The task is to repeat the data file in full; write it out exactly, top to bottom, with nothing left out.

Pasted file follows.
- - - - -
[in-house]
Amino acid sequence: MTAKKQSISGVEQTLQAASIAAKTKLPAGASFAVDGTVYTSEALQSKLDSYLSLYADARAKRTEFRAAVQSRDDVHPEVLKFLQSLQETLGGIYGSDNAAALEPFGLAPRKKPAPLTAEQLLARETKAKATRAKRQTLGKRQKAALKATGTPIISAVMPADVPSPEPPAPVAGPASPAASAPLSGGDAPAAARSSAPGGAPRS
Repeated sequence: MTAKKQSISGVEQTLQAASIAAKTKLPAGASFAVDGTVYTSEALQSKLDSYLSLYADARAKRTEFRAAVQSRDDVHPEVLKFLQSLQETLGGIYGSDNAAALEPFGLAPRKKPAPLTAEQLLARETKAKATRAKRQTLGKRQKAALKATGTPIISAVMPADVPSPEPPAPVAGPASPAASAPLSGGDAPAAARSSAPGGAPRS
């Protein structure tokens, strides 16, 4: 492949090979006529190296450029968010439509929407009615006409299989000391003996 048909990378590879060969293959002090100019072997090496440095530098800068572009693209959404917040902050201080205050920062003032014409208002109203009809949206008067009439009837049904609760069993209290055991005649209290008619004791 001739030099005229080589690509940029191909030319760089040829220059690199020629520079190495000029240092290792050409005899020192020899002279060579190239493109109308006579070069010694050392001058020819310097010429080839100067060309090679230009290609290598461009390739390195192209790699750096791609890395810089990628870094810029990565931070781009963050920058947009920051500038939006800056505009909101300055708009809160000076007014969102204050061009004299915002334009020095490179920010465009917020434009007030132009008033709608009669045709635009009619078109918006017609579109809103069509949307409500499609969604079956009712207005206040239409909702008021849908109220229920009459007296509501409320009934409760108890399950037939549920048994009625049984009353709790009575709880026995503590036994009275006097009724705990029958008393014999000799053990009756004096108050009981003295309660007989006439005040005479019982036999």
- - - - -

[in-house]
Amino acid sequence: MTAKKQSISGVEQTLQAASIAAKTKLPAGASFAVDGTVYTSEALQSKLDSYLSLYADARAKRTEFRAAVQSRDDVHPEVLKFLQSLQETLGGIYGSDNAAALEPFGLAPRKKPAPLTAEQLLARETKAKATRAKRQTLGKRQKAALKATGTPIISAVMPADVPSPEPPAPVAGPASPAASAPLSGGDAPAAARSSAPGGAPRS
Repeated sequence: MTAKKQSISGVEQTLQAASIAAKTKLPAGASFAVDGTVYTSEALQSKLDSYLSLYADARAKRTEFRAAVQSRDDVHPEVLKFLQSLQETLGGIYGSDNAAALEPFGLAPRKKPAPLTAEQLLARETKAKATRAKRQTLGKRQKAALKATGTPIISAVMPADVPSPEPPAPVAGPASPAASAPLSGGDAPAAARSSAPGGAPRS
């Protein structure tokens, strides 16, 4: 492949090979006529190296450029968010439509929407009615006409299989000391003996 048909990378590879060969293959002090100019072997090496440095530098800068572009693209959404917040902050201080205050920062003032014409208002109203009809949206008067009439009837049904609760069993209290055991005649209290008619004791 001739030099005229080589690509940029191909030319760089040829220059690199020629520079190495000029240092290792050409005899020192020899002279060579190239493109109308006579070069010694050392001058020819310097010429080839100067060309090679230009290609290598461009390739390195192209790699750096791609890395810089990628870094810029990565931070781009963050920058947009920051500038939006800056505009909101300055708009809160000076007014969102204050061009004299915002334009020095490179920010465009917020434009007030132009008033709608009669045709635009009619078109918006017609579109809103069509949307409500499609969604079956009712207005206040239409909702008021849908109220229920009459007296509501409320009934409760108890399950037939549920048994009625049984009353709790009575709880026995503590036994009275006097009724705990029958008393014999000799053990009756004096108050009981003295309660007989006439005040005479019982036999």